Online Master's Degree Requirements
The requirements for the master's degree are the same for all students accepted into the Communication graduate program. However, not all courses offered by the department are offered online. To facilitate the successful completion of degree requirements, the following courses are available in a rotation that may take up to three years to complete.
Upcoming course schedules can be viewed here.
Required Core (6 credits):
- COMM 700 - Research Methods in Communication (3 credits)
Introduction to research planning and design, methods of research, and presentation of research results.
- COMM 711- Communication Theory (3 credits)
Major theoretical approaches to the study of communication from social scientific and humanistic traditions.
Research Core (6 credits):
Choose two of the following courses.
- COMM 704 - Qualitative Research Methods (3 credits)
Introduction to qualitative methods used in social science research focusing primarily on participant observation, asking questions, case study, writing field notes, and on the transformation of these primary field data into written ethnographic documents.
- COMM 707 - Quantitative Research Methods (3 credits)
Introduction to quantitative methods used in social science research focusing on conceptualization, design, and statistical analysis useful for investigating communication processes and effects.
- COMM 767 - Rhetorical Criticism (3 credits)
Survey of critical methods of inquiry that may be applied to oral discourse and frameworks for critically evaluating communication processes and products.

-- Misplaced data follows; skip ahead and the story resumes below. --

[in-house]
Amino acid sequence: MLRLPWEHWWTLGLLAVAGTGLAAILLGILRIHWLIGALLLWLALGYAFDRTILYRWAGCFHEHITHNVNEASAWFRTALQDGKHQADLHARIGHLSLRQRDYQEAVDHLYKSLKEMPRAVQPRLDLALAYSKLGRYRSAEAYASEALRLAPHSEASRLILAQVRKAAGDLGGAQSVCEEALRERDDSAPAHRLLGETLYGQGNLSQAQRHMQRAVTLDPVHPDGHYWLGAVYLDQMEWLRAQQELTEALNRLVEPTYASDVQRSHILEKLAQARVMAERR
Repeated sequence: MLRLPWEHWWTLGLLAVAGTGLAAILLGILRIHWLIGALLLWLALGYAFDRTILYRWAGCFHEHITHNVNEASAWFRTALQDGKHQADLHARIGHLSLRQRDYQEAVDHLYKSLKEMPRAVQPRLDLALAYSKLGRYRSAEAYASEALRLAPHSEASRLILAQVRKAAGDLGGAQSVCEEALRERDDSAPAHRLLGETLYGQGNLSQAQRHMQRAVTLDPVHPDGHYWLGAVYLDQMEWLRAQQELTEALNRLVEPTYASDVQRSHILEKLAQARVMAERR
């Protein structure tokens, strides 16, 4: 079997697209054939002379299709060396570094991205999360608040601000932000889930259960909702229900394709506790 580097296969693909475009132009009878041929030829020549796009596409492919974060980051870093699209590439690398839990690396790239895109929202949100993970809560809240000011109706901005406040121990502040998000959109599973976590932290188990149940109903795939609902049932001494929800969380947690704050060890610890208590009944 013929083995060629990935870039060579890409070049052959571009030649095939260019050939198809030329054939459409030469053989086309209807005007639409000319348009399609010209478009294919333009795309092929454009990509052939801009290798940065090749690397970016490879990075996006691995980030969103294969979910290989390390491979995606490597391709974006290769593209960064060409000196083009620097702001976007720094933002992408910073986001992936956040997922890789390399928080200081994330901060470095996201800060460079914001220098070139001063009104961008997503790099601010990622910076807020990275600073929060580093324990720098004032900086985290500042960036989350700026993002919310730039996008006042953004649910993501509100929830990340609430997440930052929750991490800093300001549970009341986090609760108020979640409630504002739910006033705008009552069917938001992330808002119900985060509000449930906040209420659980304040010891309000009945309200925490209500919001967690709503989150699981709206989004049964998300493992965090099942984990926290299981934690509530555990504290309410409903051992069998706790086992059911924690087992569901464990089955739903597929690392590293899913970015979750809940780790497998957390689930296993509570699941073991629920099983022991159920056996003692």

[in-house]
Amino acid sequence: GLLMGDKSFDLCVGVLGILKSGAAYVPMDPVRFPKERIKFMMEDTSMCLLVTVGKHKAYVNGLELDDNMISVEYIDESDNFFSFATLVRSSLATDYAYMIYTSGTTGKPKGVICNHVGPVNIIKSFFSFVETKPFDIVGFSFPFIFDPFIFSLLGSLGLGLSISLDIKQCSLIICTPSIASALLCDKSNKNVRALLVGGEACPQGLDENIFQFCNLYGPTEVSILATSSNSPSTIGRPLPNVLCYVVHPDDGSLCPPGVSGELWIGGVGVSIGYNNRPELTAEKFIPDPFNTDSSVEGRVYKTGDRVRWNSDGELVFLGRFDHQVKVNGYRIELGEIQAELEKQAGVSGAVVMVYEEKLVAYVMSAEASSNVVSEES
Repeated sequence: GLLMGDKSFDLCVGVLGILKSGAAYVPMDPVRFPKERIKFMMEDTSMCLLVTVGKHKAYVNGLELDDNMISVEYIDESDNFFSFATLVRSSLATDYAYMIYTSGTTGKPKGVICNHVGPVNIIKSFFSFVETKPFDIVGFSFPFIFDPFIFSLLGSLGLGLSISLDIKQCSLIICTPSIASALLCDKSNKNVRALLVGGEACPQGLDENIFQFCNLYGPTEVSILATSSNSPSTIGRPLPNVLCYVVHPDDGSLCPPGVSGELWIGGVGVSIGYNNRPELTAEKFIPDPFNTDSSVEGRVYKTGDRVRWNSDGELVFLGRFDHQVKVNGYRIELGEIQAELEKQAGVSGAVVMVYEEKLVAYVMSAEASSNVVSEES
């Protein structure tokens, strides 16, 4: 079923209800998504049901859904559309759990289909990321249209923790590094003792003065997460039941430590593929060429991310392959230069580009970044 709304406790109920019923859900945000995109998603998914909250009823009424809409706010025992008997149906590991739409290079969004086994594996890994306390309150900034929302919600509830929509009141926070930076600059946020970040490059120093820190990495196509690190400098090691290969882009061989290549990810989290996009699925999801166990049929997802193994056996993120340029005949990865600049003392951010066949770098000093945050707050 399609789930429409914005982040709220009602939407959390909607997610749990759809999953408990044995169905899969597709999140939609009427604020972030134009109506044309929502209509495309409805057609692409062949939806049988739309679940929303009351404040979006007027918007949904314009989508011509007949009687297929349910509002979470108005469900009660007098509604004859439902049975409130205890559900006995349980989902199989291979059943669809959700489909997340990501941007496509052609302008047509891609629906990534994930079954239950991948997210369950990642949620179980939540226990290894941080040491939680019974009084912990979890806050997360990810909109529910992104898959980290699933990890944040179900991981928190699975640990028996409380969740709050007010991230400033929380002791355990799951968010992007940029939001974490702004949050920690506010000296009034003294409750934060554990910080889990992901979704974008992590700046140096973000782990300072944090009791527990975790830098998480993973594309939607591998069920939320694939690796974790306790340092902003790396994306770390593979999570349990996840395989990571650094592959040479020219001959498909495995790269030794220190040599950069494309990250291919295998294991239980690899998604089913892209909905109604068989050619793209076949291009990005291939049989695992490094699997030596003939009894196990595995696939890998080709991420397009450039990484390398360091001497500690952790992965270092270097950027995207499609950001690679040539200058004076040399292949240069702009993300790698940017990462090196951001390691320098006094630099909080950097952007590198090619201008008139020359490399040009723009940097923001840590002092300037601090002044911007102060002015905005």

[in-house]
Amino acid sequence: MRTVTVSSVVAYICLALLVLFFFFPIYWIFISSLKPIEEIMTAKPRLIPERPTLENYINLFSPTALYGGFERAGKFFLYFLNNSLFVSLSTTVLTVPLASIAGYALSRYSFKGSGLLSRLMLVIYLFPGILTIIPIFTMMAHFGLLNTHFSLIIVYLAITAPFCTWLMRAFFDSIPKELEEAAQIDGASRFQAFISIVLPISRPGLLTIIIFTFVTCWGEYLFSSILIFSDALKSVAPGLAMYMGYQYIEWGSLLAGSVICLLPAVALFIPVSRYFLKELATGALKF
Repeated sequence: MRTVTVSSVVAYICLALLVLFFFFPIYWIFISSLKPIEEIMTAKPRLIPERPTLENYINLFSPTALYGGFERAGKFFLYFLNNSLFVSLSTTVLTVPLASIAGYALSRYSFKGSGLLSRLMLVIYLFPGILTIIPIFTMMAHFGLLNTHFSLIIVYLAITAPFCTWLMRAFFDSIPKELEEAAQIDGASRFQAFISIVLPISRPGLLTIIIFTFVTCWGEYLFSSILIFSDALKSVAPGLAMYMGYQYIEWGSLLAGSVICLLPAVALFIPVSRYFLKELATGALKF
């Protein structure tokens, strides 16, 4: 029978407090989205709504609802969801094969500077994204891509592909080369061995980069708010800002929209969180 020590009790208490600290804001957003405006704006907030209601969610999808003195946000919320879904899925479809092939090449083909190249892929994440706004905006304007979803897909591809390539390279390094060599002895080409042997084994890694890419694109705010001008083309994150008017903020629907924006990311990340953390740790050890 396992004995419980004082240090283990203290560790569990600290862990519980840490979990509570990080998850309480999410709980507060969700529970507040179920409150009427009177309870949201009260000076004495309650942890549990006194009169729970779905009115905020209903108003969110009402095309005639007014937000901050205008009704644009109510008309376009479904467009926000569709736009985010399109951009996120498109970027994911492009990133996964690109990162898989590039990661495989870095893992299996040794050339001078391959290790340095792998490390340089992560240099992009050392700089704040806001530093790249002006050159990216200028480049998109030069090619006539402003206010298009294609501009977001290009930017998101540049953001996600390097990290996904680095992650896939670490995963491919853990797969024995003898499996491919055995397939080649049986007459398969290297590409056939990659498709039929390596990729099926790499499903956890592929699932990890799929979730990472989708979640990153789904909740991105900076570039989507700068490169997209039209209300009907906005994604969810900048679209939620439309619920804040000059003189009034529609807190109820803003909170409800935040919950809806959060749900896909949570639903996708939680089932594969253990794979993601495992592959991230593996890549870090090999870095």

Any other approved research methods course offered at the graduate level may be substituted, with permission of advisor and program director.
Electives (12-15 credits):
- COMM 602 - Contemporary Rhetorical Theory (3 credits)
Examination of the use of public address in the contemporary culture to identify styles of usage and ethical practices employed by communicators.
- COMM 621 - Issues, History of the Mass Media (3 credits)
A general introduction to mass media history, emphasizing development of United States media from the Persian Gulf War of 1991 back to the Colonial era.
- COMM 721 - Intercultural Communication (3 credits)
Advanced theories of verbal and nonverbal behavior, attitudes, and communication styles that affect interaction between cultural groups.
- COMM 725 - Communication and Change (3 credits)
Investigation of the methods by which innovations are communicated through the process of diffusion to members of social systems, and adopted or rejected by them.
- COMM 752 - Theory of Argument (3 credits)
Philosophy and theory of argumentation. Exploration of analytical methods employed in argumentation.
- COMM 755 - Rhetoric of Environmental Science (3 credits)
This course focuses on the communication (rhetoric) of science and how disciplinary conventions and ideological commitments shape the language of environmental science in understanding "external realities."
- COMM 761 - Survey of Rhetorical Theory (3 credits)
Historical/descriptive examination of rhetorical theory from the classical through contemporary periods. Exploration of the foundations and evolution of modern rhetorical theory.
- COMM 785 - Advanced Crisis Communication (3 credits)
Long- and short-term issues for managing communication related to organizational crises are discussed in the stages of pre-crisis, crisis and post-crisis.
- COMM 786 - Risk Communication (3 Credits)
Explores the relationship between communication strategies and risk perception, assessment, and management.
Paper/PROJECT OR THESIS (3-6 credits):
One option available for students completing their degree online is the designation of three major papers, drawn from three different courses in the program of study, to be compiled into a collection. This collection of papers, with an introductory chapter and "lessons learned" chapter at the end will be submitted for review to the student's supervisory committee, constituted from the professors of record for the courses from which the papers were drawn and an outside committee member assigned by the Graduate School. The collection of papers will be defended and submitted to the Graduate School for review and binding; and must be approved in order for the student to graduate.
The paper/project option requires three credits of COMM 797. The thesis option requires six credits of COMM 798.